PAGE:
You always think that you’d never be that parent who forgets their child somewhere — especially a place like a hot car — but new research suggests that (surprise!) we’re all human and yes, this horrible occurrence can happen to pretty much anyone.
David Diamond, PhD, a professor of psychology at the University of South Florida in Tampa, says that forgetting a child is not a negligence problem but a memory problem.
“The most common response is that only bad or negligent parents forget kids in cars,” Diamond told Consumer Reports (CR). “It’s a matter of circumstances. It can happen to everyone.”
Experts suggest that the stressors of everyday life on parents are a huge contributing factor to the mental gap that some suffer, leading to a child accidentally being left in a car. This is especially true during the summer months when routines are an afterthought, schedules change, and supportive childcare can be nonexistent.
Research shows that it is not just parents who are forgetting their kids in cars. In fact, the list outside of parental figures is quite lengthy.
KidsAndCars.org’s heatstroke fact sheet highlights that caregivers involved in these incidents come from all different aspects of life, including teachers, dentists, social workers, law enforcement officers, nurses, clergymen, military officers, and, yes, even a rocket scientist. All this to say that it can happen to anyone, regardless of education or socioeconomic status.
Even on days with mild temperatures, the heat inside a closed vehicle can reach dangerous levels within an hour, posing major health risks to small children or pets left inside.
CR’s testing found that even when it was 61° F outside, the temperature inside a closed car reached more than 105° F in just one hour, an extremely dangerous and potentially fatal level for a child.
Diamond explained to CR that the issue of caregivers leavings kids in the car has less to do with intentional neglect and more to do with a person’s working memory, including two parts: prospective and semantic.
Prospective memory helps keep track of future endeavors, while semantic memory is that part of the brain that goes on “autopilot” like when you’re driving home and don’t even realize how you got there until you’re in the driveway.
Prospective and semantic memories work together to help us make changes to our routines; these changes could include things such as “drop off the baby at day care” or “stop for groceries on the way home.”
When working memory fails, such as when parents gets distracted by a phone call or the stress of bring late, there can be truly catastrophic effects.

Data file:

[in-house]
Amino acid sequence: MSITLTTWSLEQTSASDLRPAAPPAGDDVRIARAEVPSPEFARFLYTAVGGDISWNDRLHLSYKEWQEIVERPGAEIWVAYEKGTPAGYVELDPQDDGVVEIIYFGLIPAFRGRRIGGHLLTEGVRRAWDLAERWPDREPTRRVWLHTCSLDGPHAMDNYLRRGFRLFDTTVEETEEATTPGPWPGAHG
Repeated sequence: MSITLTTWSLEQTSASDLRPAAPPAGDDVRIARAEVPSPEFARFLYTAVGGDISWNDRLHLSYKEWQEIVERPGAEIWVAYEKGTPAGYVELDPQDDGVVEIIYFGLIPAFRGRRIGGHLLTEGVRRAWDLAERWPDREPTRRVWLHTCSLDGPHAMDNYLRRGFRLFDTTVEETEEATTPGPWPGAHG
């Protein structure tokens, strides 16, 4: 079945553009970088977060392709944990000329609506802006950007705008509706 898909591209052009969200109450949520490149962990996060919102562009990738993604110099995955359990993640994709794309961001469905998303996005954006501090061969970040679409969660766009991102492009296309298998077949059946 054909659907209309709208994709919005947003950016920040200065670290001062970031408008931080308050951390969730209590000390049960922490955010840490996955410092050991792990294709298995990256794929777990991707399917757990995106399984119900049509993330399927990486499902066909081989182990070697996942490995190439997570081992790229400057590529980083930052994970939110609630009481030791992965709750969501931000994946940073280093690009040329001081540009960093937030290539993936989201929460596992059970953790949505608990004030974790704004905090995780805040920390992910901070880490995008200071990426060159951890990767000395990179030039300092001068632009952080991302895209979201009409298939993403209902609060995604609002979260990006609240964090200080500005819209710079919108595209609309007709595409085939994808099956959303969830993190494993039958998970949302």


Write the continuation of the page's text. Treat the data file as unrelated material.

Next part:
Diamond gave example situations to CR where critical safety steps can be overlooked, such as a surgeon leaving tools in a patient, a pilot not setting the wing flaps for landing, and caregivers forgetting that there’s a baby in the car.
“The habit brain system is a great convenience that allows us to go into autopilot,” Diamond said.
“The beauty of it is that we don’t have to remember every turn, but the problem is that it’s actually guiding our behavior. When it guides our behavior, it suppresses the other part of the brain that is supposed to remind us of additional information.”
Diamond says that parents need to accept the human side of their parenting abilities, noting that something this horrific can happen to anyone. Even the most organized, focused parents can make a small mistake that leads to devastation.
Stress, sleep deprivation, and change in routine all were major contributing factors to instances of children being left in hot cars. Sleep deprivation and stress can also increase the potential for a working-memory failure.
Many times, when a child died from being left inside a hot car, the day’s routine was different than normal.
For example, on a day when someone slept in and pushed back an agenda, or a parent who wouldn’t normally be responsible for day-care drop-off might have been given that task that day, their brains may go into prospective memory.
Because our brains recognize a pattern for the day, this parent would drive to work as usual, even though the baby was along for the ride. And unless there was an external cue, such as seeing the diaper bag or hearing the baby, the parent’s brain would continue on autopilot and could even create a false memory that the child is safely at day care, Diamond found.
So, how do parents and caregivers work to prevent a hot car tragedy?
Diamond told CR that first, parents must be willing to accept that there is a chance this could happen to them. Human memory is faulty and that these memory failures can happen to anyone.
To overcome a memory failure, Diamond suggests using strategies aimed at overcoming memory lapses like doing something totally weird to trigger the reminder that your child is in the backseat.
In 2021, new federal regulations required all new cars to be equipped with an alert system aimed at preventing hot car deaths. It's not yet known when the rear-seat reminder mandate will go into effect. However, the law gives the Department of Transportation two years to implement the new rule, so we should expect something soon!
Read the full report here.